*/

function onError(error) {
  if (error.syscall !== 'listen') {
    throw error;
  }

  const bind = typeof port === 'string'
    ? 'Pipe ' + port
    : 'Port ' + port;

  // handle specific listen errors with friendly messages
  switch (error.code) {
    case 'EACCES':
      console.error(bind + ' requires elevated privileges');
      process.exit(1);
      break;
    case 'EADDRINUSE':
      console.error(bind + ' is already in use');
      process.exit(1);
      break;
    default:
      throw error;
  }
}

/**
 * Event listener for HTTP server "listening" event.
 */

function onListening() {
  const addr = server.address();
  const bind = typeof addr === 'string'
    ? 'pipe ' + addr
    : 'port ' + addr.port;
  debug('Listening on ' + bind);
}
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This is almost exactly what gets generated when scaffolding a typical Express application with javascript and it basically pulls in our application code to create an HTTP server in the Node.js runtime. This file will most likely stay unchanged throughout any project.

Next, open app.ts and we'll paste in a very minimal Express setup:

import * as express from 'express';
import { Express, Request, Response } from 'express';

export default function createApp(): Express {
    const app = express();
    app.get('/api/:name', async (req: Request, res: Response) => {
        const name = req.params.name;
        const greeting = { greeting: `Hello, ${ name }` };
        res.send(greeting);
    });
    return app;
}
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Not much going on here. So far, what we can expect is that when we run the server, a GET request to /api/Artie will return Hello, Artie.

Now we need to process the Typescript file and output them as Javascript that the Node.js runtime can read.

Setting up a build artifacts directory

Our intention is to output all of the Javascript code to a ./dist directory in the root of the project. This is the directory that Angular normally compiles all of its browser code to, and it's already in the .gitignore that Angular created. We'll modify ./dist to instead end up with a unified deployment package once the Angular and Express code is all processed. At the end, all of our Typescript scripts will be output to the ./dist directory as follows:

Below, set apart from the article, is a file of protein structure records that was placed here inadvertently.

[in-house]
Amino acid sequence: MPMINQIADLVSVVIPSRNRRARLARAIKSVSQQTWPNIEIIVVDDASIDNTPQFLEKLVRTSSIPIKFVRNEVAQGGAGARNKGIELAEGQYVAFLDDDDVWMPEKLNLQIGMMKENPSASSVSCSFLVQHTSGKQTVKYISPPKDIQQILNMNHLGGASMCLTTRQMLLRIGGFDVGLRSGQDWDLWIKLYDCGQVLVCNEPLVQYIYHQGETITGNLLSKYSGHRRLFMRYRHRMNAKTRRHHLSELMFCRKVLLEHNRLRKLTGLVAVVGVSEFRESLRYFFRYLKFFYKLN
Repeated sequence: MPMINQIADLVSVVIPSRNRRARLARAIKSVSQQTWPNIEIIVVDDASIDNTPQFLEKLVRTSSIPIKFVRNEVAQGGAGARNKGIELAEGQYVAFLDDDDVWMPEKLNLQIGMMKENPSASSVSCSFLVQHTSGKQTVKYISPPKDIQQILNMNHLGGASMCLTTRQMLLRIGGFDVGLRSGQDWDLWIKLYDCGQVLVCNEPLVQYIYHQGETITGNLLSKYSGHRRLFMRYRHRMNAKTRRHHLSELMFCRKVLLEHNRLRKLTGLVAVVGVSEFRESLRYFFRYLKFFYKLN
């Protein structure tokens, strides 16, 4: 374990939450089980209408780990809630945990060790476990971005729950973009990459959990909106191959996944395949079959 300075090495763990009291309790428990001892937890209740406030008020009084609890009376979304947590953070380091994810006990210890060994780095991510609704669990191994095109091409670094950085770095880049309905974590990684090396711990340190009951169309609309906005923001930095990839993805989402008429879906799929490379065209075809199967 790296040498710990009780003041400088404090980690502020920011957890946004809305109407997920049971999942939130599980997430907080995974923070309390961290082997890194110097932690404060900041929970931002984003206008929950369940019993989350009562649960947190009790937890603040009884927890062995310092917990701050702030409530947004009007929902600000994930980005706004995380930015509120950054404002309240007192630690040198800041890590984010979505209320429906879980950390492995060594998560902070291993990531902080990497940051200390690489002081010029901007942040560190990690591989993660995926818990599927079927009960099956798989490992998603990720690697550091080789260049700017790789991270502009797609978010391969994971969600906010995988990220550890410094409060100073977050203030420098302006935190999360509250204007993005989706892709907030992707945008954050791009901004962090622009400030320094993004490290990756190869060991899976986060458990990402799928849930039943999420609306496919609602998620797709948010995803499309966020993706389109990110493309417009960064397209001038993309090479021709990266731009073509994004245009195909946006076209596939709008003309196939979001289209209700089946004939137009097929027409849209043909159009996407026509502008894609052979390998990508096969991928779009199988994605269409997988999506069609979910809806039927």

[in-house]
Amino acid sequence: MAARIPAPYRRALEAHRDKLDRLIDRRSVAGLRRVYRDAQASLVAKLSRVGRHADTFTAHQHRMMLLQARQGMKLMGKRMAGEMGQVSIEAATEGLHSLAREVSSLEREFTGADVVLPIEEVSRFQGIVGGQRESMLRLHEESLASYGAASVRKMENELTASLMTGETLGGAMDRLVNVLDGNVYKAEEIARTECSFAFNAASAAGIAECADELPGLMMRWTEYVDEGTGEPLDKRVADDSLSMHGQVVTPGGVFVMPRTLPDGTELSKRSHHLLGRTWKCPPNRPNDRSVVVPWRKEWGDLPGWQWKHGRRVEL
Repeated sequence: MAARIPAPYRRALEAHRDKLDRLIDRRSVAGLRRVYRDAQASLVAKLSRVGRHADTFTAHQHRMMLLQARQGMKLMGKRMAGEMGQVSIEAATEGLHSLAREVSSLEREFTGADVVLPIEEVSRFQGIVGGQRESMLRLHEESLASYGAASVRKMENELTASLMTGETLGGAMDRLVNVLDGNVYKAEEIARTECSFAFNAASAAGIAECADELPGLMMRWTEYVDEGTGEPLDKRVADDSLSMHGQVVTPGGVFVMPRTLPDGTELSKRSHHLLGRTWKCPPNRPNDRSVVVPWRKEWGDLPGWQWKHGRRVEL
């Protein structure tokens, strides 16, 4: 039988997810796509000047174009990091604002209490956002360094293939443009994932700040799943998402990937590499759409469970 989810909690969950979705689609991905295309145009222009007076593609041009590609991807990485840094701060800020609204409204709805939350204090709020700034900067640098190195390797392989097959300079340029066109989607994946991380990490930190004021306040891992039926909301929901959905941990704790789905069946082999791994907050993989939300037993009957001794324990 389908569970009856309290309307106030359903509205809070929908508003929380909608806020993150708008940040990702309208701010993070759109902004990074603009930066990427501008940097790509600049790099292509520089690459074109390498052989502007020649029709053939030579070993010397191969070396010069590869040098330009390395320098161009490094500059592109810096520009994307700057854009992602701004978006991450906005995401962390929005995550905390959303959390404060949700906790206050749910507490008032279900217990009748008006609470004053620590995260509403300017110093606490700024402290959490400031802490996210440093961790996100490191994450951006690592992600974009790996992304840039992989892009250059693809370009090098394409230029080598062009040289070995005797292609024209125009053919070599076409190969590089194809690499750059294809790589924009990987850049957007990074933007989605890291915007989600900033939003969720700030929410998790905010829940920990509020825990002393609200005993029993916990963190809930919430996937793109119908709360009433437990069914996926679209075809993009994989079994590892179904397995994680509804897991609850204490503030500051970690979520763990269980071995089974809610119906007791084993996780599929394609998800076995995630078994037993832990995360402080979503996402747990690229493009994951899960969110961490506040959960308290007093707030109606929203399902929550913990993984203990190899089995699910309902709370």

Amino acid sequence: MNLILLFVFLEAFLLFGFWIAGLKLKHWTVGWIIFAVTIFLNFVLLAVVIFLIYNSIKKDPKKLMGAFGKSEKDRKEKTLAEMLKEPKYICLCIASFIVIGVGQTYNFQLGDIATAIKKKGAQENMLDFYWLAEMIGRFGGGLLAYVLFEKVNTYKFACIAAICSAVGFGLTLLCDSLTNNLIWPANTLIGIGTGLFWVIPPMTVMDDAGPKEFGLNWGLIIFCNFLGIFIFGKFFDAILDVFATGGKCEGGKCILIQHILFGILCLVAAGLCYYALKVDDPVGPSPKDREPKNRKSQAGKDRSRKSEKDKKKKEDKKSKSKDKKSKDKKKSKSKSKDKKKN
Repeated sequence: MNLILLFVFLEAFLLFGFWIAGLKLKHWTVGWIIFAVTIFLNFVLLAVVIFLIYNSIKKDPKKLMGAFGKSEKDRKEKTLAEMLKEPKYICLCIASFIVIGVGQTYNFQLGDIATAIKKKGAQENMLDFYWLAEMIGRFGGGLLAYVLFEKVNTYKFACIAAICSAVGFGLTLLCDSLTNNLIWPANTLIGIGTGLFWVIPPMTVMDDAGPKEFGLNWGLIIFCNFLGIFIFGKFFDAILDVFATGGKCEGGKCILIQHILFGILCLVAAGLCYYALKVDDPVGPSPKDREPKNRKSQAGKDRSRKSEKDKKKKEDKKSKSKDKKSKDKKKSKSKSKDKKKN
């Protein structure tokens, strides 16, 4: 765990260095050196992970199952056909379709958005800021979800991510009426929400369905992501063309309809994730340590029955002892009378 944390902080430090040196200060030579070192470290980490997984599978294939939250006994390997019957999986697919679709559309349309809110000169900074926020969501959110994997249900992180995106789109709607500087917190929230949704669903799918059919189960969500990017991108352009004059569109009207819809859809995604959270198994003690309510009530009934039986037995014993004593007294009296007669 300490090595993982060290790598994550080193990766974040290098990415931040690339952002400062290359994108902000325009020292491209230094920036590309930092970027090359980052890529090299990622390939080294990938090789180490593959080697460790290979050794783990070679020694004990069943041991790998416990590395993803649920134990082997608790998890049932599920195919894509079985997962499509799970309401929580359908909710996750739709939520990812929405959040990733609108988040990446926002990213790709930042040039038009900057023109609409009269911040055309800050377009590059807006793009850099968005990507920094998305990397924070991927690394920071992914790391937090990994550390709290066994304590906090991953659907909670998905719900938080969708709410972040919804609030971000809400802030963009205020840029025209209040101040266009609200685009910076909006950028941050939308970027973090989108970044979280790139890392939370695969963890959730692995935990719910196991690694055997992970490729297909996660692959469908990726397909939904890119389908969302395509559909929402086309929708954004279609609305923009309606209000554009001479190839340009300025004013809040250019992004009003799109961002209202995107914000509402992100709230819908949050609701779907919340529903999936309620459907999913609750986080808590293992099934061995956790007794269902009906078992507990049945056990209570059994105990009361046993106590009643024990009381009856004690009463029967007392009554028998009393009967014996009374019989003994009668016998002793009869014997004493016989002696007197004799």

/dist
 - /api
    - /bin/www
    - app.js
    # (... everything we made with Express ...)
 - /public
    # (... everything we made with Angular)
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With the Angular code, we only need to make a small change to the angular.json file.

{
  // ...
  "projects": {
    "client": {
      "architect": {
        "build": {
          "options": {
            "outputPath": "dist/public",  // <--- CHANGE THIS PATH
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The rest of the Angular configurations should be okay as they are.

For our server-side code, we'll add a separate tsconfig file in the ./server directory:

$ touch ./server/tsconfig.api.json
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Add these values:

{
    "compilerOptions": {
      "baseUrl": "../",
      "module": "CommonJS",
      "resolveJsonModule": false,
      "esModuleInterop": false,
      "target": "ESNext",
      "outDir": "../dist/api",
      "sourceMap": true,